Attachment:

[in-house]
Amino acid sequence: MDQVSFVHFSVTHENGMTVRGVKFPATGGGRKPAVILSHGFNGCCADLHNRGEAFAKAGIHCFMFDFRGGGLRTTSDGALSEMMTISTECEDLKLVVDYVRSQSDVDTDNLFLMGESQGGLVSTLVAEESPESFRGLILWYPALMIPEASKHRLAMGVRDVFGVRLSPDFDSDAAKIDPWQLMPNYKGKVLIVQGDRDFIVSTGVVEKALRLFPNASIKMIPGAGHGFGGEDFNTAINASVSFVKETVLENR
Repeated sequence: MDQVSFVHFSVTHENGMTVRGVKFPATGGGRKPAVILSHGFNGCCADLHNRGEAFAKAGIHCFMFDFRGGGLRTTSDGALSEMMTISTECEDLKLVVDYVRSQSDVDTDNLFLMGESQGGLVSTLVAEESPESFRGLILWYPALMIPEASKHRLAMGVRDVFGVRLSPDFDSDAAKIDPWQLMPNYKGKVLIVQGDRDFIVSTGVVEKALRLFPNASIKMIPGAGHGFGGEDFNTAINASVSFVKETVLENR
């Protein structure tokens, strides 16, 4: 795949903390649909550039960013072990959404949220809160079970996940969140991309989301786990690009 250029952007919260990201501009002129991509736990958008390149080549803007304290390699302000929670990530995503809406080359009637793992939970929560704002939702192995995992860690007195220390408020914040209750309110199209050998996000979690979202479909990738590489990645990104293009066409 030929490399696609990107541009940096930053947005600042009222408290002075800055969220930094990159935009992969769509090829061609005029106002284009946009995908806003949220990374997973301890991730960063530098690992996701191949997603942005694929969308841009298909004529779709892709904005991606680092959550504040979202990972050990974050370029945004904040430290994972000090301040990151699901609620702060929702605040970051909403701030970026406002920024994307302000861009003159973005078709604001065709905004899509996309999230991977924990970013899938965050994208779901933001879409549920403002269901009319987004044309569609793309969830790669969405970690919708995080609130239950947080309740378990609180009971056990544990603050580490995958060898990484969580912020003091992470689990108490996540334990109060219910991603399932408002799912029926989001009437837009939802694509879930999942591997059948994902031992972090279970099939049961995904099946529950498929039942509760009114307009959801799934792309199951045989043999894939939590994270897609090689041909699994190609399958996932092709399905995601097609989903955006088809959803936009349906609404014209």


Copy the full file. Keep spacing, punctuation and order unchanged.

[in-house]
Amino acid sequence: MDQVSFVHFSVTHENGMTVRGVKFPATGGGRKPAVILSHGFNGCCADLHNRGEAFAKAGIHCFMFDFRGGGLRTTSDGALSEMMTISTECEDLKLVVDYVRSQSDVDTDNLFLMGESQGGLVSTLVAEESPESFRGLILWYPALMIPEASKHRLAMGVRDVFGVRLSPDFDSDAAKIDPWQLMPNYKGKVLIVQGDRDFIVSTGVVEKALRLFPNASIKMIPGAGHGFGGEDFNTAINASVSFVKETVLENR
Repeated sequence: MDQVSFVHFSVTHENGMTVRGVKFPATGGGRKPAVILSHGFNGCCADLHNRGEAFAKAGIHCFMFDFRGGGLRTTSDGALSEMMTISTECEDLKLVVDYVRSQSDVDTDNLFLMGESQGGLVSTLVAEESPESFRGLILWYPALMIPEASKHRLAMGVRDVFGVRLSPDFDSDAAKIDPWQLMPNYKGKVLIVQGDRDFIVSTGVVEKALRLFPNASIKMIPGAGHGFGGEDFNTAINASVSFVKETVLENR
């Protein structure tokens, strides 16, 4: 795949903390649909550039960013072990959404949220809160079970996940969140991309989301786990690009 250029952007919260990201501009002129991509736990958008390149080549803007304290390699302000929670990530995503809406080359009637793992939970929560704002939702192995995992860690007195220390408020914040209750309110199209050998996000979690979202479909990738590489990645990104293009066409 030929490399696609990107541009940096930053947005600042009222408290002075800055969220930094990159935009992969769509090829061609005029106002284009946009995908806003949220990374997973301890991730960063530098690992996701191949997603942005694929969308841009298909004529779709892709904005991606680092959550504040979202990972050990974050370029945004904040430290994972000090301040990151699901609620702060929702605040970051909403701030970026406002920024994307302000861009003159973005078709604001065709905004899509996309999230991977924990970013899938965050994208779901933001879409549920403002269901009319987004044309569609793309969830790669969405970690919708995080609130239950947080309740378990609180009971056990544990603050580490995958060898990484969580912020003091992470689990108490996540334990109060219910991603399932408002799912029926989001009437837009939802694509879930999942591997059948994902031992972090279970099939049961995904099946529950498929039942509760009114307009959801799934792309199951045989043999894939939590994270897609090689041909699994190609399958996932092709399905995601097609989903955006088809959803936009349906609404014209």